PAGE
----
Bay St. Louis City Councilman James Thriffiley gave a talk titled "Inspirational Words," and told the group that they should be proud to have come this far, proud their community is on the road to recovery
"Give yourselves a hand," he urged them, before realizing that wasn't good advice to a candle-holding crowd.

The levity level escalated from there. There has already been plenty of occasion for tears.

Sign-along lightens mood

After uniformed children sang the new school song, teacher Connie Heitzman led the crowd in a sing-along. It included “When the Saints Go Marching In,” compete with a single-file student march around the crowd with an umbrella-toting girl leading the way. A half-hearted rendition of the “Barney Song” followed.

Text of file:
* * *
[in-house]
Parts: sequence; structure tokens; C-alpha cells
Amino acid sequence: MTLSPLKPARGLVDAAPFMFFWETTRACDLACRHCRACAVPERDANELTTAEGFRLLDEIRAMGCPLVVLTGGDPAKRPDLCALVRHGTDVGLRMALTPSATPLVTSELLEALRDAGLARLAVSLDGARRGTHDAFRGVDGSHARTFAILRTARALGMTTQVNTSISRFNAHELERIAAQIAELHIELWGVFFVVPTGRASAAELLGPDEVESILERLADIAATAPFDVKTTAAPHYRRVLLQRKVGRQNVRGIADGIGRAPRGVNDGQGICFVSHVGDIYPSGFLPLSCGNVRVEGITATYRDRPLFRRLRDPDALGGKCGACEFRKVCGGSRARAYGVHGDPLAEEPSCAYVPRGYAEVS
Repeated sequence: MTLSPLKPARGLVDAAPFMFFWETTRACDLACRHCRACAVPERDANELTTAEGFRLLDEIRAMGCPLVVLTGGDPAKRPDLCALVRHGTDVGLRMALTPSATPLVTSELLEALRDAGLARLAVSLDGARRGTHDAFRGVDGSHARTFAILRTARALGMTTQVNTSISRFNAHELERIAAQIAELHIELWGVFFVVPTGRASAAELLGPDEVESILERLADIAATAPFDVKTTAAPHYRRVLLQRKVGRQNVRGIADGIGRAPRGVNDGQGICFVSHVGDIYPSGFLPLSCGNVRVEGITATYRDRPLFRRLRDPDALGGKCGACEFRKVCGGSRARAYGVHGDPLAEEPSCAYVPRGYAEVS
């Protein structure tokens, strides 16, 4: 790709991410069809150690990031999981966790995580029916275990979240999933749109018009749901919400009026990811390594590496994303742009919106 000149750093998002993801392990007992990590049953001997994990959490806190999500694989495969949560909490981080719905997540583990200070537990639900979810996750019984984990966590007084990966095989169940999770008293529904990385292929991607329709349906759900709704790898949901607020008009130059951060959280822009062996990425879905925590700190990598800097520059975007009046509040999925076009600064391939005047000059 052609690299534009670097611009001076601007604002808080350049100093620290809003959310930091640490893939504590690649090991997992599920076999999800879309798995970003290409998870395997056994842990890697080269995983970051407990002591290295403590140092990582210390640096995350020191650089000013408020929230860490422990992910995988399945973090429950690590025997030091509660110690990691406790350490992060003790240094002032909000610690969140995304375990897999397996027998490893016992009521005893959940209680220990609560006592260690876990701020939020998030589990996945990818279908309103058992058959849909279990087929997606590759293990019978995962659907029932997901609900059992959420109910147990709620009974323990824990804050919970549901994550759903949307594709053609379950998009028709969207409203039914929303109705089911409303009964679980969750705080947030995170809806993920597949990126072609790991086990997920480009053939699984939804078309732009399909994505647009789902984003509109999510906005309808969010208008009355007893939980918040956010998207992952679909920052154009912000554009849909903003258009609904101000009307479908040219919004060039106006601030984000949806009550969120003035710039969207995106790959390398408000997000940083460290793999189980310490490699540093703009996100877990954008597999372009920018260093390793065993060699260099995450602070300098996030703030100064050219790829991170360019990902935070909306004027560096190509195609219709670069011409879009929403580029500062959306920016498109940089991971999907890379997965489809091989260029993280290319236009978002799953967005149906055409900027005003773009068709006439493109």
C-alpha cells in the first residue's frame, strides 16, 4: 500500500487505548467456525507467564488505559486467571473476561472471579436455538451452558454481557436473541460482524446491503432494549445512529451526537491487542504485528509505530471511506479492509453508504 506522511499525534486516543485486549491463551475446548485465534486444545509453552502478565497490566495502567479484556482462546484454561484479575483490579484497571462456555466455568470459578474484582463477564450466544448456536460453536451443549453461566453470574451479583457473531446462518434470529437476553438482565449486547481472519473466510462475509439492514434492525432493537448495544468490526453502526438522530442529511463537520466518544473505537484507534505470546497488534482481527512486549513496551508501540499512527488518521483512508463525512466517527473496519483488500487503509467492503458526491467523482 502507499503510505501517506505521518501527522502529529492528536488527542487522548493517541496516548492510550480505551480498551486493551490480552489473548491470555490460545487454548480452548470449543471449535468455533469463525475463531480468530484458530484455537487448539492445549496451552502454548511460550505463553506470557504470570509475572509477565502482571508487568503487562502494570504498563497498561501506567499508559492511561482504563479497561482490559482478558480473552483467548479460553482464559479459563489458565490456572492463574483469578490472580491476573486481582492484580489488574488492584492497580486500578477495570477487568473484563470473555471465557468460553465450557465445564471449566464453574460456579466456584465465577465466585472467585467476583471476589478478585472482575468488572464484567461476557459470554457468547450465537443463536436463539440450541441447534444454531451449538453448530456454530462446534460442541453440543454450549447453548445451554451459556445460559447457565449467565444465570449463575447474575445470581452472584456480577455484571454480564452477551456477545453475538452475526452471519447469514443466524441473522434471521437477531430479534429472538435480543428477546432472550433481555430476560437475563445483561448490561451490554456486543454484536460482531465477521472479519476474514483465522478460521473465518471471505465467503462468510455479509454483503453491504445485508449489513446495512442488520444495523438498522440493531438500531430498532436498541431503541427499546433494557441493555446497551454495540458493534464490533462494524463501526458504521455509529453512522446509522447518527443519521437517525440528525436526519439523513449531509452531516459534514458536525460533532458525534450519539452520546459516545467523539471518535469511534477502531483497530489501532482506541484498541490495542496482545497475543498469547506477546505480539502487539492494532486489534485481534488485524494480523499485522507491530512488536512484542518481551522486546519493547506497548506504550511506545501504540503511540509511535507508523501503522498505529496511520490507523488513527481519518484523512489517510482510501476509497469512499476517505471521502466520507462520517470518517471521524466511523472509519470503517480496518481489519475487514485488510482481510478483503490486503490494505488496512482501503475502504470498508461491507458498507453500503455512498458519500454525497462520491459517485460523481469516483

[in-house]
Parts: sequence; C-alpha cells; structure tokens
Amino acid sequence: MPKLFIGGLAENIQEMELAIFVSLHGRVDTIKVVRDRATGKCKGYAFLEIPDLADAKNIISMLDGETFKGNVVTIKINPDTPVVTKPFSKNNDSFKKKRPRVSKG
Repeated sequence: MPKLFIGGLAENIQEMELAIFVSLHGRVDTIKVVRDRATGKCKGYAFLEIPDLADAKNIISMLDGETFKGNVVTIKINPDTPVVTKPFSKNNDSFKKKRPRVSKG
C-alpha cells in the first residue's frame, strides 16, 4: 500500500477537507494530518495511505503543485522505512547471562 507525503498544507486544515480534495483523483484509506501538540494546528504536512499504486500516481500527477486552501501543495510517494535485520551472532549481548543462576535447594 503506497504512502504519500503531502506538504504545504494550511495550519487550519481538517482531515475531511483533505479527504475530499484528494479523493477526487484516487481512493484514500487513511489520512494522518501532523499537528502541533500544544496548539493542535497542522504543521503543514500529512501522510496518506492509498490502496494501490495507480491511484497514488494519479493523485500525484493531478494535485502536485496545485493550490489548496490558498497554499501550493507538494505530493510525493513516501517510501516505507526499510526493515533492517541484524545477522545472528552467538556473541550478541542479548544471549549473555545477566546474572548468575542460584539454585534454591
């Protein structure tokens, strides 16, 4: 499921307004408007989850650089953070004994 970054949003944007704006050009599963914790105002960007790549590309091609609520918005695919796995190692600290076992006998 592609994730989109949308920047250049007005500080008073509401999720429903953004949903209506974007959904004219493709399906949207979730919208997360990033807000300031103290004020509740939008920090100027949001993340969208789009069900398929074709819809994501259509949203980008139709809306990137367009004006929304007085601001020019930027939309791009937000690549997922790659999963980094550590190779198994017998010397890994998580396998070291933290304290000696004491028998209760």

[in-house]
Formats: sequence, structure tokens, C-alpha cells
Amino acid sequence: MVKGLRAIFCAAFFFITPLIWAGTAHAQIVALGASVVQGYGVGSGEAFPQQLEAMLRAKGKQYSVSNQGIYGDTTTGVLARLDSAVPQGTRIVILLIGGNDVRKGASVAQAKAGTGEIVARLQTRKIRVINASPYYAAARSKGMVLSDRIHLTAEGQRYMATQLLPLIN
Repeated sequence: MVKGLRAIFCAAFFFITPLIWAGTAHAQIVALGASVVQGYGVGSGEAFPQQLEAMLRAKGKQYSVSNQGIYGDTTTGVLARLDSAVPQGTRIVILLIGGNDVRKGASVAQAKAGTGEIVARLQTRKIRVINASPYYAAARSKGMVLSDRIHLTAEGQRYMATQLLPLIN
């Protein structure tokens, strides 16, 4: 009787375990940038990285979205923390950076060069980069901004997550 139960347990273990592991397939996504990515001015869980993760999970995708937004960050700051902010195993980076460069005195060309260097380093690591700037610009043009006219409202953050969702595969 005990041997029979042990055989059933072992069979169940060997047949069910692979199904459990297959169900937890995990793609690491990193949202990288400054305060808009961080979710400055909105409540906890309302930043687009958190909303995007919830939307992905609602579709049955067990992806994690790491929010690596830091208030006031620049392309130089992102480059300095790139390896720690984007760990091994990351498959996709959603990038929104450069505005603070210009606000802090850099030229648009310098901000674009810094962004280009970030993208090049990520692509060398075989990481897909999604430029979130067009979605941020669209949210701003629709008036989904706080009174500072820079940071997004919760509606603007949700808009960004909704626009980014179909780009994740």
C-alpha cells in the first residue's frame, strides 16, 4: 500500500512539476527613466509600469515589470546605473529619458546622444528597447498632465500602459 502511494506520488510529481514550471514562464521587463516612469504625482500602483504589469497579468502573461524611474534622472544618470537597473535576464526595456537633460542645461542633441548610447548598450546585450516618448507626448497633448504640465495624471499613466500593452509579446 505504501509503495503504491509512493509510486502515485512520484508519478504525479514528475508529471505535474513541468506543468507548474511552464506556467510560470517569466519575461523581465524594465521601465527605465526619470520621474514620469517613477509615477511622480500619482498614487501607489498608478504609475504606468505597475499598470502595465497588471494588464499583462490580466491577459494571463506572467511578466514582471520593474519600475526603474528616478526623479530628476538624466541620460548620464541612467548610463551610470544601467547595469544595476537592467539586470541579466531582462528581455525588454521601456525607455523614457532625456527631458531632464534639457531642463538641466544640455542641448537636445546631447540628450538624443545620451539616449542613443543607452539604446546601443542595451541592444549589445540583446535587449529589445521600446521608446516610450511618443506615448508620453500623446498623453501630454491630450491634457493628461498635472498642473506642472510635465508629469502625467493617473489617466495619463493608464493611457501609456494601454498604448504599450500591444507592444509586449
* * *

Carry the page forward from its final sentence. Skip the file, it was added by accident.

Soon after, a closing prayer restored order.

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My heartfelt prayers goes out to all of the Gulf Coast and those who lost loved ones. May God Bless the Souls of the ones who perished!!

As a native of Mississippi, the Coast ( as we referred to it ) was our backyard...our playground.

It was an area of extremes, but most of all it was our treasure...the stately old homes, graced by beautiful live oak trees, the fresh seafood restaurants we yearn to return to ( and consider part of our very DNA ), and yes, even the casino's.

It was beauty, culture and tradition personified.

Now, it's almost all gone.

My wife is a Biloxi native, and she only recently returned to view the area first-hand. She remains heart broken.